Search results for: History of Jewish education
Page 4/5 43 items
In 2011, Professor Jonathan Krasner published a book called The Benderly Boys and American Education, a most important piece of historical writing about American Jewish education. Here Krasner brings his comprehensive historical perspective to the PEJE’s Sustainable Stories series, offering some useful context about the notion of communal obligation and Jewish day school.
Updated: Dec. 23, 2013
The present study deals with one of the greatest rabbis of the Middle East in the modern period, Rabbi Isaac Aboulafia, Chief Rabbi of the Damascus community between 1883 and 1895, in his role as educational revolutionary. The study examines the relationship of Aboulafia to the Alliance Israélite Universelle and to the issue of modern education as it arose with the renewal of the society’s activity in Damascus in 1880, after a lapse of about ten years.
Updated: Apr. 29, 2013
There are two key issues associated with assessment in educational settings: the goals of assessment and the techniques employed in assessment. In this paper, Levi Cooper explores some of the stated goals of formal assessment in traditional Jewish educational institutions.
Updated: Feb. 12, 2012
Levenson presents Nehama Leibowitz (1903-1997) as a principal figure in making the Bible a centerpiece of modern Jewish intellectual life. Complementing the already impressive literature on Leibowitz's pedagogical techniques, Levenson emphasizes the interdependence of Leibowitz's historical context, biography, and exegetical stance. Leibowitz's encounter with German intellectual life 1919-1930 gave her a means of synthesizing her early traditional upbringing with her later encounter with modernized culture in Israel. Leibowitz's inclusion of German commentators such as Hirsch, Buber-Rosenzweig, and Jacob mark her as a conscious modernist. The New Literary Criticism's focus on the received text allowed her to deploy heterodox and non-Zionist commentators with whom she was ideologically at odds.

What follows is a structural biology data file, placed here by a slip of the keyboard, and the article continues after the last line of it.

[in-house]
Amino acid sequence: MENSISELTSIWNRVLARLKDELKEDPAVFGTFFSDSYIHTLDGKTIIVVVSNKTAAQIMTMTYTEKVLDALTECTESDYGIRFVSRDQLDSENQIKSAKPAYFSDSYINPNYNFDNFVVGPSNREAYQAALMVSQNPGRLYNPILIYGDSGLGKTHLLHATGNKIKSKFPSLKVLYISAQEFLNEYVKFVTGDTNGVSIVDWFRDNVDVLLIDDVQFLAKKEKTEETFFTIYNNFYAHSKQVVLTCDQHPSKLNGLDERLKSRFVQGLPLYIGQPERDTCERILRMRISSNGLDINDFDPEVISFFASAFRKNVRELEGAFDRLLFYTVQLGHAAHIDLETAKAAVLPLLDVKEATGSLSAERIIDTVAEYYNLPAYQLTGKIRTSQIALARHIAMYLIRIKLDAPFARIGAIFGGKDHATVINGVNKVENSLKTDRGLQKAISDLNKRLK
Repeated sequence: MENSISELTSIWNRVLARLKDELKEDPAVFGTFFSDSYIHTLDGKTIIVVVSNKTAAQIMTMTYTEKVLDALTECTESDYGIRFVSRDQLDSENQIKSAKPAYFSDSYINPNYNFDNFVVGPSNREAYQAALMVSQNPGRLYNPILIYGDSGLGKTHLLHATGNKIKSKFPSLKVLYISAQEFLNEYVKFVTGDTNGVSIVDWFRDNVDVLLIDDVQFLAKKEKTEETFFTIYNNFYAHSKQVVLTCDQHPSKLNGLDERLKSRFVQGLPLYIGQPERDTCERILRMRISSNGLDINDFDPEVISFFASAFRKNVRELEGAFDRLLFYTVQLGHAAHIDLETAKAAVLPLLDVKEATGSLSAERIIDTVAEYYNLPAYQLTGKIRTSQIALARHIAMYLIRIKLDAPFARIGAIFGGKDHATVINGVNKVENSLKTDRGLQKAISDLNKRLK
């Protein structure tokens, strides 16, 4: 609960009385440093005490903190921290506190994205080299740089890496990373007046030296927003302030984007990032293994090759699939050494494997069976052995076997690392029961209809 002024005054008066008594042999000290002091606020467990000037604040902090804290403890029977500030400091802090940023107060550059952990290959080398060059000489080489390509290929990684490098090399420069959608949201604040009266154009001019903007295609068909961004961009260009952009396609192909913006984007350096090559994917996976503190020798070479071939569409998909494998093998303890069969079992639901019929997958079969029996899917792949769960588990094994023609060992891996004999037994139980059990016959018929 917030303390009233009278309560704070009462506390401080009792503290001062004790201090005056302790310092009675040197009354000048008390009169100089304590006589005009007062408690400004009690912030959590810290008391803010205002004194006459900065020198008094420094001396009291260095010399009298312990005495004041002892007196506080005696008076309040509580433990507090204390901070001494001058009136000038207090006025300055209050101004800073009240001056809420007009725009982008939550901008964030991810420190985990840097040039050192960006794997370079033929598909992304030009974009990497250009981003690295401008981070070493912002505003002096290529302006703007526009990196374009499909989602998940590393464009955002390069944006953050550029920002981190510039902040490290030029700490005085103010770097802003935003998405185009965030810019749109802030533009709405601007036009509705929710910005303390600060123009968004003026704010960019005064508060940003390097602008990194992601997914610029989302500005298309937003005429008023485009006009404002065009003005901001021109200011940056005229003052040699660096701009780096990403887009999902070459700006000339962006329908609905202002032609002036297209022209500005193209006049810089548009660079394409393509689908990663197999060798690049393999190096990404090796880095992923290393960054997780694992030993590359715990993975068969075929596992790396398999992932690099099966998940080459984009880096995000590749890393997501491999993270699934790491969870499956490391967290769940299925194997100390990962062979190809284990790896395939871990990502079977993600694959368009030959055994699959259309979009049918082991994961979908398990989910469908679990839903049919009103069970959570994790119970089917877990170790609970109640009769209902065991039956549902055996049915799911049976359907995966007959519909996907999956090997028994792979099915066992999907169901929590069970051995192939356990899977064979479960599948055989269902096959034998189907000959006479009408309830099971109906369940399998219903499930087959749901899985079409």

Updated: Mar. 31, 2011
Gil Graff, “And You Shall Teach Them Diligently”: A Concise History of Jewish Education in the United States 1776-2000: Book Review
By publishing “And You Shall Teach Them Diligently”: A Concise History of Jewish Education in the United States 1776-2000, Gil Graff has accomplished a Herculean task. He has provided an accessible and crisp summary of the rich and variegated educational history of American Jews from the early national period to current developments, within the confines of a slim volume.
Updated: Oct. 05, 2010
This article recounts the contribution of Sarah Schenirer, a modest Krakow seamstress, to a revolution in Jewish women's education in the period between the two World Wars. Her brave efforts in the founding of the Beis Yaakov schools and Teachers' Seminary provided a framework for Jewish women to attain Jewish learning. The author asks who today are the true heirs of Sarah Schenirer, continuing the legacy of her educational leadership.
Updated: Oct. 06, 2008
Individualism, Nationalism, and Universalism: The Educational Ideals of Mordecai M. Kaplan's Philosophy of Jewish Education
Ari Ackerman's article discusses how Mordecai M. Kaplan's philosophy of Jewish education addresses the individual, the Jewish nation and the world, showing how these three realms stand in symbiotic relationship in Kaplan's thought. It thus expands upon the literature about Kaplan's thought, much of which is cited in the footnotes to the article.
Updated: Oct. 04, 2008
This paper argues that, notwithstanding a few major exceptions, the modern commitment to studying educational thinking and practice in premodern Jewish societies has not been particularly intense, despite widespread agreement as to the importance of education in premodern Jewish life. It is suggested that were definitions of Jewish education altered—a much wider area of research would be seen to involve important aspects of the premodern Jewish educational enterprise.
Updated: Jul. 29, 2008
This series of articles explores the history of Jewish Education magazine, later known as the Journal of Jewish Education, with a particular emphasis on its intersection with the history of American Jewish education and, more generally, American Jewish life. Part 1 covers the first fifteen years of JE's publication (1929-1944).
Updated: Apr. 16, 2008
This series of articles explores the history of Jewish Education magazine, later known as the Journal of Jewish Education, with a particular emphasis on its intersection with the history of American Jewish education and, more generally, American Jewish life. Part 2 covers the years from Samson Benderly's death in 1944 until the 30th year of JE's publication in 1959.
Updated: Apr. 16, 2008